This is a time of mixed seasons, warm summer days blend into cool autumn nights and dewy mornings. The Red-winged blackbirds are flocking up as are the swallows and swifts and soon they will be gone until next spring. The tree-tops are busy with tiny unidentifiable warblers. They eagerly search for tiny insects among the leaves. A flock of young Turkeys stay close together as the slowly patrol the pasture snapping up grasshoppers and crickets. There seems to be an abundance of these protein rich insects this fall. There are also lots of birds and mammals taking advantage of them before the cold comes and the insects are gone.
Grasshoppers and crickets eaten by migrating birds will give them the extra fat and energy they will need to make the long trip south. Most all the small mammals taking advantage of the autumn insects feast. Deer mice and field voles eat their fill as do raccoons, opossums, skunks, foxes, squirrels and weasels. The frogs, snakes and salamanders too are fattening-up on insects and before long they will begin their long winter sleep.
This is a time of the year when the color green mixes well with yellow. The river bottoms and roadsides are a blend of tall green grass and the dark green, leafy foliage of yellow sunflowers, cone flowers and bright yellow Canada golden rod. Adding to the colorful fall landscape are the beautiful lavender blue New England astors. Although most of the tree and shrubs are still green, the sumac leaves have turned to bright yellow, hot orange and red giving a show of colors as good as any of summer's flowers.
I'll lay a small fire in the wood stove in the morning to take the chill out of the place. I'm sure the season's first frost will be on by morning. I'll spend a little time before sunset covering some flowers and tomatoes with plastic so they don't get burned by the frost. Then, take a little time to pick a couple of extra bouquets from the summer flower gardens. These I'll put in a vase with no water to let them dry. The tall, red salvia and giant zinnias will often keep their colors through most of the winter. It's a long, cold and white winter and colorful flowers always sets a mood for every room.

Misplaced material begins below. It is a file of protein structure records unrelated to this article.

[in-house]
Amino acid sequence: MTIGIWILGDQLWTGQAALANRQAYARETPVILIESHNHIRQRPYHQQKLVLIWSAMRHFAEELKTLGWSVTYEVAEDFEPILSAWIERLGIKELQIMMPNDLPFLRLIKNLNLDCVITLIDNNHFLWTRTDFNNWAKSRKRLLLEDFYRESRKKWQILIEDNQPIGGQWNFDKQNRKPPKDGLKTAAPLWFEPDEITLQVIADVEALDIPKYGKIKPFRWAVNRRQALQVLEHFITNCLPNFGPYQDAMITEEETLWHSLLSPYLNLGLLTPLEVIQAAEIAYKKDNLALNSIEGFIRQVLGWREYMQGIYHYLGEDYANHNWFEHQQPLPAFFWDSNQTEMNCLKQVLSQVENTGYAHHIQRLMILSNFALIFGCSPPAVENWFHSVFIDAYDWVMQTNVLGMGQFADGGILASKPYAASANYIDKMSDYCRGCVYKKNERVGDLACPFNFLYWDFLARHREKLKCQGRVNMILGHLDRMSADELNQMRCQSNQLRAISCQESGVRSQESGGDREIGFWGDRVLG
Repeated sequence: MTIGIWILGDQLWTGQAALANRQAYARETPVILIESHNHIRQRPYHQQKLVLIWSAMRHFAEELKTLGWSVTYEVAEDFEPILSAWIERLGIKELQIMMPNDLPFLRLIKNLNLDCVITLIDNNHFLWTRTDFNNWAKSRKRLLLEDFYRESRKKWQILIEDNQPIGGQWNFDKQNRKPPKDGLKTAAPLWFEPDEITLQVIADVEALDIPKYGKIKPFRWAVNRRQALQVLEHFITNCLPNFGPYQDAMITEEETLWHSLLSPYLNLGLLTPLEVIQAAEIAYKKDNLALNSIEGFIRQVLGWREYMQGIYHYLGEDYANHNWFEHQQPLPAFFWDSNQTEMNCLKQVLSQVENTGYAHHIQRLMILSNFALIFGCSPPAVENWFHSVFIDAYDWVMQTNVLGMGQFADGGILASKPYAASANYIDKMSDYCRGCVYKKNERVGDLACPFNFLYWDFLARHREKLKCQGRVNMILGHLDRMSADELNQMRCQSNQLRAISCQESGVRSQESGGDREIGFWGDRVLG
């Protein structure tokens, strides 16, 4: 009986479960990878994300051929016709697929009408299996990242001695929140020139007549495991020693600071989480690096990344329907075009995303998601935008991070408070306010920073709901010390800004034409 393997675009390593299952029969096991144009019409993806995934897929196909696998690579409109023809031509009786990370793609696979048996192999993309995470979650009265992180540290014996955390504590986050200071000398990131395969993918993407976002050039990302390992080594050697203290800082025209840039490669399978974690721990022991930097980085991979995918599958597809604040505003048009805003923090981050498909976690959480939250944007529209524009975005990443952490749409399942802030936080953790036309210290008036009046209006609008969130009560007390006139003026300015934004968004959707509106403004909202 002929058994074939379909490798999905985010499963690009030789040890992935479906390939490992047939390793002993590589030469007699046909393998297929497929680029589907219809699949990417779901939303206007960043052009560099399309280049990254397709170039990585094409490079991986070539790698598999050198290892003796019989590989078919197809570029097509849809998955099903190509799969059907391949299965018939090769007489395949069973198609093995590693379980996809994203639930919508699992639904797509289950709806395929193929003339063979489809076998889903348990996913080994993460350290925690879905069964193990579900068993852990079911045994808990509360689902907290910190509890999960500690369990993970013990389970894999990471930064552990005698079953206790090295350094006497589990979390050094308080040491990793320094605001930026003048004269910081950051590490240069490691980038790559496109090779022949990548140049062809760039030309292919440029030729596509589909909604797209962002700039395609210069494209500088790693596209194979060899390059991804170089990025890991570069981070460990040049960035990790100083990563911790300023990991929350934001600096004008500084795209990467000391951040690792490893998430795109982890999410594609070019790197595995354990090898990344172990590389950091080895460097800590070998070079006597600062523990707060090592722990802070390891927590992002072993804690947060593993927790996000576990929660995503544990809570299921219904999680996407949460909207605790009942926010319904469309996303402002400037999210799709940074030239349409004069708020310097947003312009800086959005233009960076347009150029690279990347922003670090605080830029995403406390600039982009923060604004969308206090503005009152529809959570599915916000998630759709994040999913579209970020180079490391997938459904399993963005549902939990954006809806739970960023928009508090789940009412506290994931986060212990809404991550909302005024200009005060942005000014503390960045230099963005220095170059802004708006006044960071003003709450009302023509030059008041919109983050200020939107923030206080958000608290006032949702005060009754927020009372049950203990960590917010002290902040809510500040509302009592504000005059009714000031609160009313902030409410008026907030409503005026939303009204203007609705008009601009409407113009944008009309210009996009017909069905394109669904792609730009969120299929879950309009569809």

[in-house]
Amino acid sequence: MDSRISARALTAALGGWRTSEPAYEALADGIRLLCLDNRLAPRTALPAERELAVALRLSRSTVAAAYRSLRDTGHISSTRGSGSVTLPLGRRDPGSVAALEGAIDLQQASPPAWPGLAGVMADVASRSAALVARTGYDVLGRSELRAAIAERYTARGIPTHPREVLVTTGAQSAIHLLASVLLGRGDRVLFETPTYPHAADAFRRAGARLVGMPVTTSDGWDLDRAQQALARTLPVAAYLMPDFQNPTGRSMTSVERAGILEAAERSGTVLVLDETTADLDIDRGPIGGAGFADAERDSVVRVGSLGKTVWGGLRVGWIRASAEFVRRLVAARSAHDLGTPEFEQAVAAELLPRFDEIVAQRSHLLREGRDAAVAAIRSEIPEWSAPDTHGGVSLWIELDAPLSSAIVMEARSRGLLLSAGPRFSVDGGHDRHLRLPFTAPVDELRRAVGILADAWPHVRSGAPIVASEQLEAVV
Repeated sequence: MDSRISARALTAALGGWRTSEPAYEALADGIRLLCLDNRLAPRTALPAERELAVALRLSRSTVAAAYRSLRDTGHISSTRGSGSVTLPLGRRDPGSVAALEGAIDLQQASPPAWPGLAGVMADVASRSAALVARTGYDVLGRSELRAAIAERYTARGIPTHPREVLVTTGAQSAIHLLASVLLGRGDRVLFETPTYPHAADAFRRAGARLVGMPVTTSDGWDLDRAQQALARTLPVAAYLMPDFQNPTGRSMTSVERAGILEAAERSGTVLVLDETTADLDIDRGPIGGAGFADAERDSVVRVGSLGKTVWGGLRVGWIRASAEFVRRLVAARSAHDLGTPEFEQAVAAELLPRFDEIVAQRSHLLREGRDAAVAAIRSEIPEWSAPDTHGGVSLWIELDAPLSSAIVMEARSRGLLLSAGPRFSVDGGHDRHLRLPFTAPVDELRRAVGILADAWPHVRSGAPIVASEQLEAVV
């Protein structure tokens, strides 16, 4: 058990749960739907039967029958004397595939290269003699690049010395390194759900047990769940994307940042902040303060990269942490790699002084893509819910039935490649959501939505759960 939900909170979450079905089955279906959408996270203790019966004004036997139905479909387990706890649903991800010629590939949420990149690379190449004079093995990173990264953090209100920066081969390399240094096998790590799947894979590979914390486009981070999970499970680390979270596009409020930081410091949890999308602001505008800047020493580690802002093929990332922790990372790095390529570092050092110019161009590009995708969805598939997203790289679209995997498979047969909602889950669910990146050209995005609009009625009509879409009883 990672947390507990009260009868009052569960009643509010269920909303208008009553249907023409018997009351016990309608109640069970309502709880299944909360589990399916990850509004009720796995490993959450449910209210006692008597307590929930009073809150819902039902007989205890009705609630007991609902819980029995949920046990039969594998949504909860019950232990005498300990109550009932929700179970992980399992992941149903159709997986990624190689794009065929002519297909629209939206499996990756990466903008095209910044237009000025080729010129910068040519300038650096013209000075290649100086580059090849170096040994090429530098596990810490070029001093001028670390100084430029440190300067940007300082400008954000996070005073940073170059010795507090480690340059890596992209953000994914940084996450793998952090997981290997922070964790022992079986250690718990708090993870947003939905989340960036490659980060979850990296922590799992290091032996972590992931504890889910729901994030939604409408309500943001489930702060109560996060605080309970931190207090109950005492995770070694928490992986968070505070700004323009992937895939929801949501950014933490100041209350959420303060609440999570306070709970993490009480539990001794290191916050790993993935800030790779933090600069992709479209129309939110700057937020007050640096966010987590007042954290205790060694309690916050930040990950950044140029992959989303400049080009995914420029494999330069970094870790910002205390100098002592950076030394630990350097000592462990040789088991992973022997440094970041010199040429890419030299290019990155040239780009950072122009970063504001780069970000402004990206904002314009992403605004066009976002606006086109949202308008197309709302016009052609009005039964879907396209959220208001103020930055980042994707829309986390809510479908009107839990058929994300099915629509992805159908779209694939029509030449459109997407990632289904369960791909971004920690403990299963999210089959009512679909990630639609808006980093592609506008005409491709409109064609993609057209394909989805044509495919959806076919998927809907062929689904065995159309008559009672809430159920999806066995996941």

I also picked a couple of dark blue blossoms from a delphinium and few pale, blue violets. I like to press them between pages of a book that probably I'll go through during the winter. Sometimes these pretty little pressed flowers will accompany a letter to a friend or relative, thus passing on the memory of the beautiful summer flowers. These are just a few of the things I do to help brighten the months ahead, with these little reminders of the promise of the spring.
The frost came in the night to the valley, with a low temperature of 29 F and clear sky with a million of stars twinkling above. Things will slow considerably as nature turns down the heat. The quickly evolving pace of summer has passed and it's time to let yourself be outside. It's the perfect time to enjoy watching the season's changes as we drift slowly towards winter. This may help us to realize what the natural world does to prepare for winter. The trees are the last to bloom into glorious colors here in the Kickapoo valley and are the fall color show of leaves. These wooded mountains turn to brightly mixed shades of yellow, orange and red, the true colors of autumn in southwest Wisconsin.
The zinnias fade and the asters beam, a little part of what autumn means.
The air is warm and then is not, and the cozy sweeter that you forgot.
The tall brown grass bursting with seed, where flocks of finches come to feed. The landscape soon will fade from green, a little part of autumn means.
A leafy change from green to gold, a lovely sight that can't be sold. Bright yellow, orange and red, covering forest's bed.
A bluebird's song and the geese that pass, the warmth of summer you hoped would last. Reflecting on your summer dreams is a little part of what autumn means.
A fresh apple's crunch so sweet and spry, especially in a apple pie, a gift from summer that you should try.
And the hummingbird will follow the sun and reach his dreams, a little part of what autumn means.
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